Originally Posted By: GSDOwner2008able to Also through further reading, I've decided that my boys aren't getting any further vac's except the ones that are required by law. I'm not putting my dogs through further risk.
If you DON'T give Zeus any more shots, you are STILL putting him at risk. He is not 4 months old yet. And should get his last DHPP at 4 months.

1,816 Posts
You can run titers for parvo & distemper 2 weeks after the vaccinations. This way you can see if he has had an immune response. The reason they suggest so many vaccinations especially if the pups start young is they don't know if the maternal antibodies will interfer basically knocking out the pups immune system.

I don't vaccinate my pups and I had them titered at 14 weeks and they all showed normal antibody levels for both parvo and distemper. I also have a dog who only received a vaccination at 8 weeks and a rabies at 1 year and she has been all over - even to Europe with no problems. I titered her at 8 months and her titers were as high as a 6 year old adult I had done at the same time.

1,314 Posts
Discussion Starter · #17 ·
Quote:If you DON'T give Zeus any more shots, you are STILL putting him at risk. He is not 4 months old yet. And should get his last DHPP at 4 months.
Just to clarify, I meant after all of his puppy vaccs.

356 Posts
Originally Posted By: GSDOwner2008Okay guys, I could really use some help. Today, I took both my boys to get their vaccinations at the vets office, the same one we always go to. The lady gave both of my dogs rabies shots! Zeus is going to be thirteen weeks on Wednesday. My Dad asked the lady twice if this was going to have a negative effect or if it was too early, and she said it was fine. Is he in any immediate danger? Is Apollo too young to get a rabies vaccination too?

The other vaccines that got were:

Apollo: Parvo (DA2-PPV)
Zeus: Same as Apollo

First of all, you should check your state law and see what age Zeus is required to have a rabies vaccination. Here in Maine, it is 6 months -- the age at which a puppy's immune system is fully developed and the age at which he is most likely to have the desired immunological response to vaccination.

The world's top veterinary vaccine research scientists (Dr. Jean Dodds and Dr. Ronald Schultz) recommend that vaccines be given separately (separated by 2-4 week intervals <span style="color: #CC0000">"It should be noted that giving vaccine more frequently than every 2 weeks will cause interference between the two vaccines and neither can be expected to be effective."</span> ), especially the rabies vaccine as it is the most potent of all veterinary vaccines and the one most likely to cause an adverse reaction.

By clustering vaccinations, you not only increase the likelihood of an adverse reaction, you also increase the likelihood that the vaccine components will interfere with one another and neutralize or negate the immunological response. On Page 16 of the 2003 American Animal Hospital Association's Canine Vaccine Guidelines under Immunological Factors Determining Vaccine Safety[/b], it states that: <span style="color: #CC0000">"Although increasing the number of components in a vaccine may be more convenient for the practitioner or owner, the likelihood for adverse effects may increase. Also, interference can occur among the components. Care must be taken not to administer a product containing too many vaccines simultaneously if adverse events are to be avoided and optimal immune responses are sought. "</span>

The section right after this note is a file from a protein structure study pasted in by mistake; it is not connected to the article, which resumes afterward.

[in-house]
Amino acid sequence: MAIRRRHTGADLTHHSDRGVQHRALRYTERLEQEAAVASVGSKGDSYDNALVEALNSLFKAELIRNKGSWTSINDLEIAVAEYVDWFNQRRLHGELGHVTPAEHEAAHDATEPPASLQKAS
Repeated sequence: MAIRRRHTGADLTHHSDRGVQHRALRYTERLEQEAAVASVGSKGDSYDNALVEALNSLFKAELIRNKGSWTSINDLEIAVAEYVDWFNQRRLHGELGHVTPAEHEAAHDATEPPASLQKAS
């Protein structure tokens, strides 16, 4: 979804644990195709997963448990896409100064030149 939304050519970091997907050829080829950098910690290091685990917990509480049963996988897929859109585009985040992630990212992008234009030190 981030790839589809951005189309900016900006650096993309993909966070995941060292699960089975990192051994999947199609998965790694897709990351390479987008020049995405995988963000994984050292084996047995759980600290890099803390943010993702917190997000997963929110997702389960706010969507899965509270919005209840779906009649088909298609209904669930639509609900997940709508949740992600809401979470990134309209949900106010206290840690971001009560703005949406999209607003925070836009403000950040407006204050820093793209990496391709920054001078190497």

The age of a puppy is an important consideration when vaccinating because of the interference of maternal antibodies. On Page 16 of the of the American Animal Hospital Association's 2003 Canine Vaccine Guidelines, it reports that: <span style="color: #CC0000">When vaccinating an animal, the age of the animal, the animal's immune status, and interference by maternal antibodies in the development of immunity must be considered. Research has demonstrated that the presence of passively acquired maternal antibodies significantly interferes with the immune response to many canine vaccines, including CPV [parvo], CDV [distemper], CAV-2 [hepatitis] and rabies vaccines.</span>"

They further state on Page 17 that: <span style="color: #CC0000"> "Multiple vaccinations with MLV vaccines are required at various ages only to ensure that one dose of the vaccine reaches the puppy's immune system without interference from passively acquired antibody. Two or more doses of killed vaccines (except rabies) and vectored vaccines are often required to induce an immune response, </span>and <span style="color: #CC0000">both doses should be given at a time when the passively acquired antibody can no longer interfere. Thus, when puppies are first vaccinated at 16 weeks (or more) of age (an age when passively acquired antibodies generally don't cause interference), one does of an MLV vaccine, or two doses of a killed vaccine, are adequate to stimulate an immune response</span>."

The AAHA Canine Vaccine Guidelines also declare on Page 17 that: "<span style="color: #CC0000">If a pup fails to respond, primarily due to interference by passively acquired maternal antibody, it is necessary to revaccinate at a later time to ensure adequate immunity."</span>